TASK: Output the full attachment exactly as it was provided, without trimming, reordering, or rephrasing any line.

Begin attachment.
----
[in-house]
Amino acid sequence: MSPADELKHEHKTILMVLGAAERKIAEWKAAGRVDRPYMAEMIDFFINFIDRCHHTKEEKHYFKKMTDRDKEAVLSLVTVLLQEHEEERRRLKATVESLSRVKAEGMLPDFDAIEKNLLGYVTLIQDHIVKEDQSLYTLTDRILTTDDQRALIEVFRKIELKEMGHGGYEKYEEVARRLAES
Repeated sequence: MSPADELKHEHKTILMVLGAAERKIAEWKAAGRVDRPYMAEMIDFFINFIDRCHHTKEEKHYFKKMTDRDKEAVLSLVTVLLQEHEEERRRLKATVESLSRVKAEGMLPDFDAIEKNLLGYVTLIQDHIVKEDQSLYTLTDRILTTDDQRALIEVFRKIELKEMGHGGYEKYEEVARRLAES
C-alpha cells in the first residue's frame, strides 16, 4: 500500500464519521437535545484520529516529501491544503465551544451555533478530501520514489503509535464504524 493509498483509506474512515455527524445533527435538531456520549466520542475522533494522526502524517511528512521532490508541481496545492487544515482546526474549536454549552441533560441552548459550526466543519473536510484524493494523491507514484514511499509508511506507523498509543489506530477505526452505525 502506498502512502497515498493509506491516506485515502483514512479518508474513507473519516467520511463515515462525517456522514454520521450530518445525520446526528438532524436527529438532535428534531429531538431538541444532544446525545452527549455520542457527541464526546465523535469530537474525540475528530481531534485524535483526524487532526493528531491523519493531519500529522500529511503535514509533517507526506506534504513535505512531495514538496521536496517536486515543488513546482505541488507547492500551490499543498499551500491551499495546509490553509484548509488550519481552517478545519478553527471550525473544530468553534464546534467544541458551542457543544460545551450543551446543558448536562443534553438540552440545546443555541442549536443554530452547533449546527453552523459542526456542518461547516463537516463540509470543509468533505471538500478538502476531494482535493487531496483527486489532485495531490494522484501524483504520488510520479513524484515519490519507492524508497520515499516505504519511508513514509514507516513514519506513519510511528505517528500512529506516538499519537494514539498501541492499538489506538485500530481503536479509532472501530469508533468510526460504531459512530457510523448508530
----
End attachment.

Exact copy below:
[in-house]
Amino acid sequence: MSPADELKHEHKTILMVLGAAERKIAEWKAAGRVDRPYMAEMIDFFINFIDRCHHTKEEKHYFKKMTDRDKEAVLSLVTVLLQEHEEERRRLKATVESLSRVKAEGMLPDFDAIEKNLLGYVTLIQDHIVKEDQSLYTLTDRILTTDDQRALIEVFRKIELKEMGHGGYEKYEEVARRLAES
Repeated sequence: MSPADELKHEHKTILMVLGAAERKIAEWKAAGRVDRPYMAEMIDFFINFIDRCHHTKEEKHYFKKMTDRDKEAVLSLVTVLLQEHEEERRRLKATVESLSRVKAEGMLPDFDAIEKNLLGYVTLIQDHIVKEDQSLYTLTDRILTTDDQRALIEVFRKIELKEMGHGGYEKYEEVARRLAES
C-alpha cells in the first residue's frame, strides 16, 4: 500500500464519521437535545484520529516529501491544503465551544451555533478530501520514489503509535464504524 493509498483509506474512515455527524445533527435538531456520549466520542475522533494522526502524517511528512521532490508541481496545492487544515482546526474549536454549552441533560441552548459550526466543519473536510484524493494523491507514484514511499509508511506507523498509543489506530477505526452505525 502506498502512502497515498493509506491516506485515502483514512479518508474513507473519516467520511463515515462525517456522514454520521450530518445525520446526528438532524436527529438532535428534531429531538431538541444532544446525545452527549455520542457527541464526546465523535469530537474525540475528530481531534485524535483526524487532526493528531491523519493531519500529522500529511503535514509533517507526506506534504513535505512531495514538496521536496517536486515543488513546482505541488507547492500551490499543498499551500491551499495546509490553509484548509488550519481552517478545519478553527471550525473544530468553534464546534467544541458551542457543544460545551450543551446543558448536562443534553438540552440545546443555541442549536443554530452547533449546527453552523459542526456542518461547516463537516463540509470543509468533505471538500478538502476531494482535493487531496483527486489532485495531490494522484501524483504520488510520479513524484515519490519507492524508497520515499516505504519511508513514509514507516513514519506513519510511528505517528500512529506516538499519537494514539498501541492499538489506538485500530481503536479509532472501530469508533468510526460504531459512530457510523448508530